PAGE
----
This is in response to an exam prompt. Usually I wait until after my exam’s been returned to me before posting; however, this is so excruciatingly particular that I’m going to release it before I even hand it in. In deference to my professor, however, you’re going to have to guess the prompt!
As a Girl Scout of Scots-Irish ancestry, I’m predisposed to assume anything and everything could be useful. Broken matchsticks help one re-attach coat buttons; plastic zip-bags can be washed and then store parts for the Christmas tree stand. I minored in history during my undergrad, so I’ve a demonstrated fondness for the past. But this essay can’t rest on my willingness to suspend judgment and to wait for a perfect moment in which to slide a germane aside into a conversation, however well that’s worked for me before.
Now that I’m 50, I’ve grown more bounded in how I articulate my vocation. I’ve seen plenty of initiatives disappear into vagueness or diffuse through scope creep, so to raise my odds of seeing this one through I say I’m called to explore theology through poetry, by way of a Ph.D. After that, or perhaps during that, it seems likely that I would teach, but that is merely theory at this point. It’s poetry I’m drawn to, or more precisely the ways we try to see God more clearly using poems as lenses. Any work that facilitates that, I’m interested in.
Thus I could say that history, Christian or otherwise, is beside my point. Literary criticism might be a more obvious choice of toolbox; poetry is commonly approached as one of the Higher Arts, needing specialized tools to handle its unfamiliarities. But I don’t want to say that. One, I don’t think that poems are nearly as alien as my 12th-grade English teacher tried to make them out to be. Two, or One-B, common tools are good tools for everyday work, including or especially everyday work with poems. Poems that talk about God, rather than being specialized, can be part of everyday work. Christian history makes one good basic tool for grappling with that work.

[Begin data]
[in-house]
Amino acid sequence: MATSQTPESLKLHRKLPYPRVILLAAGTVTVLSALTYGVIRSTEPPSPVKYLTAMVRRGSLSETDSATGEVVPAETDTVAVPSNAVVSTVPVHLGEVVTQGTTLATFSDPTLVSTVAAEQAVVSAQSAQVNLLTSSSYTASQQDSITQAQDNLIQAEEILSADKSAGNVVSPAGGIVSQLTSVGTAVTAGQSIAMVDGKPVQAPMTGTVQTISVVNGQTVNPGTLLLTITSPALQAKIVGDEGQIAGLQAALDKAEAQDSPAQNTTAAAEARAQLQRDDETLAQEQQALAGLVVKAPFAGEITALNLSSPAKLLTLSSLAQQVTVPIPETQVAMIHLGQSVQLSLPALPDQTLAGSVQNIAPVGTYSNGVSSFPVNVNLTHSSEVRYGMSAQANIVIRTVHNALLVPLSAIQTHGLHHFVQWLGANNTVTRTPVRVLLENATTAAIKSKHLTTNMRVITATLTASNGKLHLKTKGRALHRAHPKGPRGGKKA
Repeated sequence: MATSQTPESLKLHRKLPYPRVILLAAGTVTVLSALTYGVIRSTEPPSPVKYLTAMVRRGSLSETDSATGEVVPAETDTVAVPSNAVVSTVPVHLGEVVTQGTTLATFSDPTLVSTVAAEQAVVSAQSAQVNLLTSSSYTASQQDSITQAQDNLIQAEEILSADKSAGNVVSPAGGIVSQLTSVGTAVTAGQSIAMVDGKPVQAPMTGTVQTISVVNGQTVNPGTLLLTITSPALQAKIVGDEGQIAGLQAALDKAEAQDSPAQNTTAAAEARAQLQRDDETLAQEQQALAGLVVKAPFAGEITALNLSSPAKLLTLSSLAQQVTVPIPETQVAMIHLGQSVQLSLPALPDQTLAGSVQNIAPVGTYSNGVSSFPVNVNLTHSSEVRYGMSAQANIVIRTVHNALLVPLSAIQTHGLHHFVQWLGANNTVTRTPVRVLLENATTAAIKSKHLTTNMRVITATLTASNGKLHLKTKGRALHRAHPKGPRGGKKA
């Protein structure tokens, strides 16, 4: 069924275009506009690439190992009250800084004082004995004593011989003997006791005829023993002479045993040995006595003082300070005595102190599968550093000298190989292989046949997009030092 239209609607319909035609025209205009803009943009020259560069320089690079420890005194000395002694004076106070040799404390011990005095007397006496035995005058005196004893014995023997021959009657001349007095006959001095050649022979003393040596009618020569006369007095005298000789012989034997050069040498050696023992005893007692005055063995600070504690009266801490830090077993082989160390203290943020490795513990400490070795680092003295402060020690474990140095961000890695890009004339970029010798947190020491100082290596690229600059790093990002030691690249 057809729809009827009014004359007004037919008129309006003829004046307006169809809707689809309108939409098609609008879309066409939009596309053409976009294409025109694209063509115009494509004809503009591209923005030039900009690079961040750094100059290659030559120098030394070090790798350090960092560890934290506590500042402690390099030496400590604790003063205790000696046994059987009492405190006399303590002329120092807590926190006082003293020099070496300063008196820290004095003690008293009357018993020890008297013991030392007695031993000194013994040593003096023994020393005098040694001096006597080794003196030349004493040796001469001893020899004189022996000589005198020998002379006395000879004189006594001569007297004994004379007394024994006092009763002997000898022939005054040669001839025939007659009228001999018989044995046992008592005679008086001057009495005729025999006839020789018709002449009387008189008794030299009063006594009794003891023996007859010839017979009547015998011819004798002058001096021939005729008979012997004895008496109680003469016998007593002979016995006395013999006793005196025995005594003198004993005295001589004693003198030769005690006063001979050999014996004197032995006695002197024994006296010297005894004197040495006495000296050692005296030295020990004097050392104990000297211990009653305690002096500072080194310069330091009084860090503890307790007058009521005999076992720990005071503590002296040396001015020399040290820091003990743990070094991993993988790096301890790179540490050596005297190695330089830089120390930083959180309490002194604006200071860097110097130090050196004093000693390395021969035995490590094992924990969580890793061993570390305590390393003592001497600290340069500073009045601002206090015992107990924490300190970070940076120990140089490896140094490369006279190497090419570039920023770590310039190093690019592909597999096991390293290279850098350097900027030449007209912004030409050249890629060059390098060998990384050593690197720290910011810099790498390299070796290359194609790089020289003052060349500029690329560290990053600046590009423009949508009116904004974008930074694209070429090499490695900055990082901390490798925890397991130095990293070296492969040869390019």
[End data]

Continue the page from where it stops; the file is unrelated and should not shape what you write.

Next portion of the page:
For my immediate activity, Christian history shows me places to go fishing for God-focused poems. Not only can I shadow arcs of Christian thought, looking for poems that arose alongside, but I can make shrewd guesses about the themes likely to present themselves in each timeframe’s works. By knowing Christian history as it interleaves with wider historical narratives, I can dive into spots of tension, conflict, or cognitive dissonance: where there is mental friction, there are frequently poems alongside the prose.
And it’s these historical moments that will later go onto inform what and how I might share these poems with others. A converse of Santayana’s famed phrase is that in the midst of struggle or strain, one can sift through the past to find echoes of the same, and when one finds the echo, one can find colleagues in one’s trouble. It is this intuition that guides many to turn to the Psalms for solace; the principle, however, will hold true for more mundane poems.
I described my calling as an academic exercise. If I once entertained the idea that what I’ve embarked on is solely for my and my potential Ph.D committee’s edification, four semesters at APTS have shown me how what we learn inevitably ends up feeding Christ’s community. And really, I would never have been able to keep this to myself. I evangelize for God and poems, for the particular connections we make to God via the crystalized language poems expose. Don’t you see? I say. Here is another balm for your heart, another way to wail aloud. My ministry is to open eyes yet another way: Look! See how God works then, how God works now, how we who follow Christ are together—in the past, in our present, into the future, until Christ comes again and singing in poems is our natural expression.